This is it! We’ve come to the end of our series on the CalSavers Program; what it is, who it benefits, who it doesn’t benefit, rules, regulations, and some strategies. Today, we are going to talk primarily about corporate tax benefits between using a Qualified Retirement Plan, and how those benefits will disappear by using CalSavers. In essence, this article is on how to effectively, and legally, reduce your corporate and personal tax liability as a business owner through the smart usage of a Qualified Retirement Plan.
Let’s be clear about the tax benefits for businesses who will be forced to implement CalSavers if they don’t start or already have a suitable retirement plan for their employees. Zero. Nothing. As an owner you will have the same total labor costs, business expenses, and headaches you had before. The only difference is that you, or someone on your staff will have to track the payroll contributions for your employees and submit payment to the administrator of the CalSavers plan, Ascensus College Savings Recordkeeping Services, resulting in reduced productivity. If you as the business owner is being forced into accepting a reduction in productivity for complying with a state mandated program of this magnitude, shouldn’t there be some kind of benefit for the business? My thoughts exactly.
Don’t wait for the State of California to force your hand. BE MONEYWISE.
So how can you as a business, who is already being forcibly nudged into reduced productivity, make this a positive for yourself and your business and take advantage on a different path? First, you need to find a way that allows you to benefit in a real and constructive way by reducing your tax liability. Second, you need to take advantage of the types of programs that allow you to reduce your taxes, legally. Let’s look at a couple of different scenarios and how they affect taxes. First up, let’s look at using CalSavers.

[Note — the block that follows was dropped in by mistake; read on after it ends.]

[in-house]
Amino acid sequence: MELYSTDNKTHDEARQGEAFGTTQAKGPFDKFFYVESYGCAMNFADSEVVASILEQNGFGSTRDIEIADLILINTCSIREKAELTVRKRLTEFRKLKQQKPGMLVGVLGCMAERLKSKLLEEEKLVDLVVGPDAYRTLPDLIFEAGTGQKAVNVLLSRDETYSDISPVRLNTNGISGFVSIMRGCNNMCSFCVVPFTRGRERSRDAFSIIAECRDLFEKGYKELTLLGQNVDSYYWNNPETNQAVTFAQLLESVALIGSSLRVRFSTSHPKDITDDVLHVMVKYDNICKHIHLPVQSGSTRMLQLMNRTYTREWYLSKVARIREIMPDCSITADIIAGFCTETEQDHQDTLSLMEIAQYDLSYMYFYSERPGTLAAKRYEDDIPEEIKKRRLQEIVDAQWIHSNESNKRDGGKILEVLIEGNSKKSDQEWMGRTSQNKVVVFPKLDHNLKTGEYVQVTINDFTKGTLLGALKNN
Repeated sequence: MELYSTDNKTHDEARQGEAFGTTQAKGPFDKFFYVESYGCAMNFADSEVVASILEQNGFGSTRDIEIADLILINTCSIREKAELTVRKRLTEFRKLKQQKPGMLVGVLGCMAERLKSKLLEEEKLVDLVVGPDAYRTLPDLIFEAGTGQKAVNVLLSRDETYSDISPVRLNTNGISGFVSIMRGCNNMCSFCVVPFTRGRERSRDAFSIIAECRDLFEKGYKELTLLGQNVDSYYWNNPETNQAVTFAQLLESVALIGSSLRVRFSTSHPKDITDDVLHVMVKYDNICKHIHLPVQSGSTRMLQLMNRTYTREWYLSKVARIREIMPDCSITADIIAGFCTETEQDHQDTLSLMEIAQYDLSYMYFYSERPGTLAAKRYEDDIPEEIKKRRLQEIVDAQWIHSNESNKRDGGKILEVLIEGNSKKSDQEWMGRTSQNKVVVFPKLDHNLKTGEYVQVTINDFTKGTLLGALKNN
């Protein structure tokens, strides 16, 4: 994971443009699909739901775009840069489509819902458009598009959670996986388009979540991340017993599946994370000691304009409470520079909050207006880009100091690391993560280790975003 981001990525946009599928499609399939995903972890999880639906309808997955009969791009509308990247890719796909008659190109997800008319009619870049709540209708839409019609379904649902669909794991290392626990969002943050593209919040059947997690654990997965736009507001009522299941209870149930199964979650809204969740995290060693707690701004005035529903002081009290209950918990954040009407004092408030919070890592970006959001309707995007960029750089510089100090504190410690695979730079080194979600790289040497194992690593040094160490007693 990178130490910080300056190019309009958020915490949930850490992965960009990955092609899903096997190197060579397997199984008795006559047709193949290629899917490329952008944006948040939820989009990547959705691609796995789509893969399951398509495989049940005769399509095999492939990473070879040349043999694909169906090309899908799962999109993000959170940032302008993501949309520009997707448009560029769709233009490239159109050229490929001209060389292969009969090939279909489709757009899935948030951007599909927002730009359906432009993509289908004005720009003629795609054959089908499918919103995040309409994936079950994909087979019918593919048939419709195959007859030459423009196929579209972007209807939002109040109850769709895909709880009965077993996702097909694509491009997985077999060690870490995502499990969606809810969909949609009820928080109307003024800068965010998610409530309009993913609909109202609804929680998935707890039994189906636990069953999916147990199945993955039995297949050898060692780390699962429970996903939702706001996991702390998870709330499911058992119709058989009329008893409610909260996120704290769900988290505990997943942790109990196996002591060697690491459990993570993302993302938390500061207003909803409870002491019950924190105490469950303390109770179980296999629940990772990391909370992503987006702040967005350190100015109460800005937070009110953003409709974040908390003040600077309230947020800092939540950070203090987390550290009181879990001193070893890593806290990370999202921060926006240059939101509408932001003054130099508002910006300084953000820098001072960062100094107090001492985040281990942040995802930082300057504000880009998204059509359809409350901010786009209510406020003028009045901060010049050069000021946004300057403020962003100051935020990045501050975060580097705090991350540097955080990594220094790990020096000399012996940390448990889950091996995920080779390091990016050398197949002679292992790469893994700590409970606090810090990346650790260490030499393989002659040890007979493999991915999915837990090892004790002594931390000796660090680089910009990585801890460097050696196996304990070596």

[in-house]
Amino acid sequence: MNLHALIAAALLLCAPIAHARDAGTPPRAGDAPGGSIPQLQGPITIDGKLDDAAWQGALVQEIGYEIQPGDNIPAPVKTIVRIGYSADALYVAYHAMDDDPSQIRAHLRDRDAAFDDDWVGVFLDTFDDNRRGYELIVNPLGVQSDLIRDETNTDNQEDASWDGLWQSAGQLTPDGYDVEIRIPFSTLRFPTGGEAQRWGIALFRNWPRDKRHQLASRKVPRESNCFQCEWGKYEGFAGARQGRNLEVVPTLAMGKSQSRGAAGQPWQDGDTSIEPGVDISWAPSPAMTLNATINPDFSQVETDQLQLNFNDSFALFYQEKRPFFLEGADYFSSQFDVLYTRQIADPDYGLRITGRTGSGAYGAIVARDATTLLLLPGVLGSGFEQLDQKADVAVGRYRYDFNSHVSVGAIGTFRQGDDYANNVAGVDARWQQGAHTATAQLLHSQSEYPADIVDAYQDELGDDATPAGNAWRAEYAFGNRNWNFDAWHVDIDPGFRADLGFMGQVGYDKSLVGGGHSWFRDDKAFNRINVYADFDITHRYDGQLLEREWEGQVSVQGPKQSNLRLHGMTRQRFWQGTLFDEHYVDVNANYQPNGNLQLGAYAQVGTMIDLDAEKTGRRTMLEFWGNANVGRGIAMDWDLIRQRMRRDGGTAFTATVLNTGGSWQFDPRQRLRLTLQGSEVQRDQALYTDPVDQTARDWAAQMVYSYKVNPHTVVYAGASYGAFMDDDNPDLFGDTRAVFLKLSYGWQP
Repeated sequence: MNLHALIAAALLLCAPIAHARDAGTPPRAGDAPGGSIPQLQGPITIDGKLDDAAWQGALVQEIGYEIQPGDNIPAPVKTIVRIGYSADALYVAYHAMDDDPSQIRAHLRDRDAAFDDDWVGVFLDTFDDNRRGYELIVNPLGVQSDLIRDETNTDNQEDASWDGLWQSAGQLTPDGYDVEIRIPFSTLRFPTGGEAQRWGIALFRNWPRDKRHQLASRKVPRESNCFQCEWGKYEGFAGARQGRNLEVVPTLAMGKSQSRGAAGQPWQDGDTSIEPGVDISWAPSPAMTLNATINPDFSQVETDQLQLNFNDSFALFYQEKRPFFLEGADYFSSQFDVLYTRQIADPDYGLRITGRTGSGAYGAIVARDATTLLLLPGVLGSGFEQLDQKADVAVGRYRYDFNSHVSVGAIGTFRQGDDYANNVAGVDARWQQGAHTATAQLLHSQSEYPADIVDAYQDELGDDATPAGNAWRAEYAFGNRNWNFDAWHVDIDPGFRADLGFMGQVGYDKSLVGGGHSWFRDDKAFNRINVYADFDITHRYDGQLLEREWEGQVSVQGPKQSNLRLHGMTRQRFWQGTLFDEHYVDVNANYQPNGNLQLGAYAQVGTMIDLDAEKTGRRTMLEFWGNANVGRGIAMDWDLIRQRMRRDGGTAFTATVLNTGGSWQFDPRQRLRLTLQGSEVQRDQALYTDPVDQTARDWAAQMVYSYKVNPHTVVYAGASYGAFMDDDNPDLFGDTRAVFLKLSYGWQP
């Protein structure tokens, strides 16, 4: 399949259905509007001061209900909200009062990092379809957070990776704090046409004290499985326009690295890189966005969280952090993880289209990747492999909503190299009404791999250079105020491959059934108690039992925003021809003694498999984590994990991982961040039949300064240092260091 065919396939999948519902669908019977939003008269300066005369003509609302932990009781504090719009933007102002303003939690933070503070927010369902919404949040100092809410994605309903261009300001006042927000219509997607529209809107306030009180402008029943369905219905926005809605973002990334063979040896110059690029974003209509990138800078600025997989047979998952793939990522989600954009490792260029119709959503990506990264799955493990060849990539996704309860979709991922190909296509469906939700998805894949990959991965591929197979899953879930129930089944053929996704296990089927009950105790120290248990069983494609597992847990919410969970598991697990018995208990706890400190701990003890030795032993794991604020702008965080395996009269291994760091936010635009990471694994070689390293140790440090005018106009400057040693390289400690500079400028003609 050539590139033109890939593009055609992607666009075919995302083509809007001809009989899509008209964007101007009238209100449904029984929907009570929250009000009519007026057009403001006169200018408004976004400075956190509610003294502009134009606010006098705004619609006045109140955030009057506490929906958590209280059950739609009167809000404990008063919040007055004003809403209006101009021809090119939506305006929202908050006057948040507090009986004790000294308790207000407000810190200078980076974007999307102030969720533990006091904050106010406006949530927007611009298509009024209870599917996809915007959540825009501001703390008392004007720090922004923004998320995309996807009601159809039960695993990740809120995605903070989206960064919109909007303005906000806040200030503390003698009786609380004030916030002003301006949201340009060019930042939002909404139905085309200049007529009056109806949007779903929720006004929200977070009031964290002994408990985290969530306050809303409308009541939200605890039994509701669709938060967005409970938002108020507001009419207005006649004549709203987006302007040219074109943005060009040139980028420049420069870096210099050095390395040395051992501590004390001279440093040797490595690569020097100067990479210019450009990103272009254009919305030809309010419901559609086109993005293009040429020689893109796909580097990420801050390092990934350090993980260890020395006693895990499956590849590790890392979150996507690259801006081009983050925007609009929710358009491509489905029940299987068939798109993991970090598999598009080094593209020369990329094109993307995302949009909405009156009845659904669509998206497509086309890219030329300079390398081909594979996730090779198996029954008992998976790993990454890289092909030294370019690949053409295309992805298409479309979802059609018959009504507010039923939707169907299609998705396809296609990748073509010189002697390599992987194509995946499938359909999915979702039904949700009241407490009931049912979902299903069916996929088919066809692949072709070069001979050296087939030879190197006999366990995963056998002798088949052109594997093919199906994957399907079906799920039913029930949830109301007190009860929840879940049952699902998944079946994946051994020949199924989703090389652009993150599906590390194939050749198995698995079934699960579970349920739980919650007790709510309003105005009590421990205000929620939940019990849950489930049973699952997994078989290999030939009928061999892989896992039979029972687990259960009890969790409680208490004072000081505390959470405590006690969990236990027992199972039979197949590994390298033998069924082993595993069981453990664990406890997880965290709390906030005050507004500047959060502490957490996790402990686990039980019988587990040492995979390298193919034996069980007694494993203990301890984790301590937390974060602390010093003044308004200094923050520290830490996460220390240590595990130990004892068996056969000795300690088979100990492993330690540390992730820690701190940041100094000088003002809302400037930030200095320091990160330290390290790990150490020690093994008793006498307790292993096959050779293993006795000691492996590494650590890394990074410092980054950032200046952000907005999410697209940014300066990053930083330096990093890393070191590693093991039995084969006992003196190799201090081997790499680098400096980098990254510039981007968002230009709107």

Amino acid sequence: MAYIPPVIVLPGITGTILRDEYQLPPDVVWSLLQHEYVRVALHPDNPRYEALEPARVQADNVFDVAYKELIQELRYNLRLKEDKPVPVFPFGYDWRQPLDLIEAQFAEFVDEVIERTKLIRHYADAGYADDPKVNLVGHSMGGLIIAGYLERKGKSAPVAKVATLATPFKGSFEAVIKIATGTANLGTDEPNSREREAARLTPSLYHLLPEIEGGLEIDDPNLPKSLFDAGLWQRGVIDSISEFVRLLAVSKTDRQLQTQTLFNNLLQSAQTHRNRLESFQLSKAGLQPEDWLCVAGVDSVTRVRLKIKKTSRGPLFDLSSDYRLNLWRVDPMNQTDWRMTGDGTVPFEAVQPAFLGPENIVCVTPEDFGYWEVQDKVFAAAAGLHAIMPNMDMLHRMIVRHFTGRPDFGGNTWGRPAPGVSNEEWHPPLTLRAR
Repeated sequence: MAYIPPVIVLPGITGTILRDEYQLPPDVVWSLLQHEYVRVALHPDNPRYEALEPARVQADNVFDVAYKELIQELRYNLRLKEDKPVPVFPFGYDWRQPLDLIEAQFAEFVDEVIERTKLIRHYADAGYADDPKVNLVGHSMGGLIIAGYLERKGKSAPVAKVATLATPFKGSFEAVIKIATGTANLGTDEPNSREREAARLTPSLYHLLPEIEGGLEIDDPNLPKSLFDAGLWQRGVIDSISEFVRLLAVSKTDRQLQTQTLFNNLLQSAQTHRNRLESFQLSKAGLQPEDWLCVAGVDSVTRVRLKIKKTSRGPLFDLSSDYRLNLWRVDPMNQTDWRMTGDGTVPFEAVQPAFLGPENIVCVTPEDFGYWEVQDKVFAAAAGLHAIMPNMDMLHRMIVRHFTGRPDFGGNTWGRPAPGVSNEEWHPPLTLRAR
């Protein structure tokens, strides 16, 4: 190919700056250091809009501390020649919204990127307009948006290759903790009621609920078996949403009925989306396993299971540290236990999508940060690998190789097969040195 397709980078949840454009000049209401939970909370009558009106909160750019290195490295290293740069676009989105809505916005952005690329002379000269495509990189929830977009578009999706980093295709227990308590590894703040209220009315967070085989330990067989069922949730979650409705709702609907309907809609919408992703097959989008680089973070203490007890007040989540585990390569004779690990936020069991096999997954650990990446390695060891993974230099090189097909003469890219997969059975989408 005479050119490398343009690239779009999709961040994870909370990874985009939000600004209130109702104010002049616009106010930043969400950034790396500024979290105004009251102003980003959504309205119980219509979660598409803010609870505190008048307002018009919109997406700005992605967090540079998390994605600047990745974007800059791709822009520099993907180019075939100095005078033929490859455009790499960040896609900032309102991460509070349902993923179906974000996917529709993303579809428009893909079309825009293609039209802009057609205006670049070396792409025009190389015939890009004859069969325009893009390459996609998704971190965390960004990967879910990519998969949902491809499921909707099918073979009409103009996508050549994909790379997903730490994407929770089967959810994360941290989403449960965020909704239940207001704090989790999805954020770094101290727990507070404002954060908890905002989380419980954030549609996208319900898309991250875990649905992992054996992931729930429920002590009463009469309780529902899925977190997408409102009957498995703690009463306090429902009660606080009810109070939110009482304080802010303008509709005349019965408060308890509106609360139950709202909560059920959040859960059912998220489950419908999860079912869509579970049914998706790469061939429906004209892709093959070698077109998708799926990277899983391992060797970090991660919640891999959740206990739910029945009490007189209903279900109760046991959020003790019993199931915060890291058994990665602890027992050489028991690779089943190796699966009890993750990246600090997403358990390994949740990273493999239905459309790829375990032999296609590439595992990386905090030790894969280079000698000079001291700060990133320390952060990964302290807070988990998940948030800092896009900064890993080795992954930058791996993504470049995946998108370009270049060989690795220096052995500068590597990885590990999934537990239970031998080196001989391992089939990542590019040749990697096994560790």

First, some details. You are 52 years old and run a small manufacturing business that makes about $4 million in annual revenue. You have 8 employees besides yourself, and your total W-2 payroll for those employees (excluding PTO, health premiums, etc.) is $500,000. If we include those benefits, your labor costs are around $600,000. As the owner of the company, you pay yourself $80,000 in W-2 wages. After all business expenses, deductions, blood, sweat, and tears, you made a “profit” of $250,000, and a federal tax bill of around $55-$60k. You do not have a qualified retirement plan to offer to your employees, and therefore are required to use CalSavers starting in 2023.
In this scenario, if all of your employees fail to opt out of the CalSavers program, you would be required to track the payroll processing for all employees and send a check to Acsensus every payroll period. In this case, about $1,100 per pay period would be sent to the plan administrator, and you as the business owner would have zero tax benefits. As the owner and employer, you have put $4,000 into a retirement vehicle for yourself. Not bad, and really no cost to you as the owner in this scenario, but $4,000 per year into a retirement plan just isn’t going to get the job done, and there are no tax benefits to your company for taking this route.
Are you and your company MONEYWISE?